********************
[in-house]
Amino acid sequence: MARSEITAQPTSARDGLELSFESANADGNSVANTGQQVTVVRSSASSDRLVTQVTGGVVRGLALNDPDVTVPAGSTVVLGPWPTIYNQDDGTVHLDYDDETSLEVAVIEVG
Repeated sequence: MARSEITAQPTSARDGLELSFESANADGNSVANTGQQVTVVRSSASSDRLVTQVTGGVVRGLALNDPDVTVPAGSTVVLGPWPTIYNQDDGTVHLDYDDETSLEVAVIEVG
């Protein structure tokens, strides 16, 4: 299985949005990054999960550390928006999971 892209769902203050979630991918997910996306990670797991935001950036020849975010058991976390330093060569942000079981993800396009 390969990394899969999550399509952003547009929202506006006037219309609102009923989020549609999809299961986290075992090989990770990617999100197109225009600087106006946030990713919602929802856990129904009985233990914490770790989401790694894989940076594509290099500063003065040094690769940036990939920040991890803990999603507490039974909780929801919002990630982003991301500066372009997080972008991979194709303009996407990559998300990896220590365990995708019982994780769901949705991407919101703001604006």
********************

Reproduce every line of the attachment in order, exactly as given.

[in-house]
Amino acid sequence: MARSEITAQPTSARDGLELSFESANADGNSVANTGQQVTVVRSSASSDRLVTQVTGGVVRGLALNDPDVTVPAGSTVVLGPWPTIYNQDDGTVHLDYDDETSLEVAVIEVG
Repeated sequence: MARSEITAQPTSARDGLELSFESANADGNSVANTGQQVTVVRSSASSDRLVTQVTGGVVRGLALNDPDVTVPAGSTVVLGPWPTIYNQDDGTVHLDYDDETSLEVAVIEVG
């Protein structure tokens, strides 16, 4: 299985949005990054999960550390928006999971 892209769902203050979630991918997910996306990670797991935001950036020849975010058991976390330093060569942000079981993800396009 390969990394899969999550399509952003547009929202506006006037219309609102009923989020549609999809299961986290075992090989990770990617999100197109225009600087106006946030990713919602929802856990129904009985233990914490770790989401790694894989940076594509290099500063003065040094690769940036990939920040991890803990999603507490039974909780929801919002990630982003991301500066372009997080972008991979194709303009996407990559998300990896220590365990995708019982994780769901949705991407919101703001604006």